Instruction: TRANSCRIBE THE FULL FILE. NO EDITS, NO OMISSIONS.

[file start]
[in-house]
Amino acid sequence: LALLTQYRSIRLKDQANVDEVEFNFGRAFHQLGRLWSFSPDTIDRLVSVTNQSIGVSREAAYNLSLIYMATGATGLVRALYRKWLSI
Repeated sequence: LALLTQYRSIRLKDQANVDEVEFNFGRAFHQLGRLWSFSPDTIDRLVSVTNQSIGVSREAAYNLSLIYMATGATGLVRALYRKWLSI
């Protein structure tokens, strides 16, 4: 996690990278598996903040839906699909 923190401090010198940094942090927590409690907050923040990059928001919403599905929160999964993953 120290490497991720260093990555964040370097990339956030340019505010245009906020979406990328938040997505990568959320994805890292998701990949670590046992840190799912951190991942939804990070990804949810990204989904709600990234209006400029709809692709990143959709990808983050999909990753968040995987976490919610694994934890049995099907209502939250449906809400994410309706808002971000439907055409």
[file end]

[in-house]
Amino acid sequence: LALLTQYRSIRLKDQANVDEVEFNFGRAFHQLGRLWSFSPDTIDRLVSVTNQSIGVSREAAYNLSLIYMATGATGLVRALYRKWLSI
Repeated sequence: LALLTQYRSIRLKDQANVDEVEFNFGRAFHQLGRLWSFSPDTIDRLVSVTNQSIGVSREAAYNLSLIYMATGATGLVRALYRKWLSI
């Protein structure tokens, strides 16, 4: 996690990278598996903040839906699909 923190401090010198940094942090927590409690907050923040990059928001919403599905929160999964993953 120290490497991720260093990555964040370097990339956030340019505010245009906020979406990328938040997505990568959320994805890292998701990949670590046992840190799912951190991942939804990070990804949810990204989904709600990234209006400029709809692709990143959709990808983050999909990753968040995987976490919610694994934890049995099907209502939250449906809400994410309706808002971000439907055409």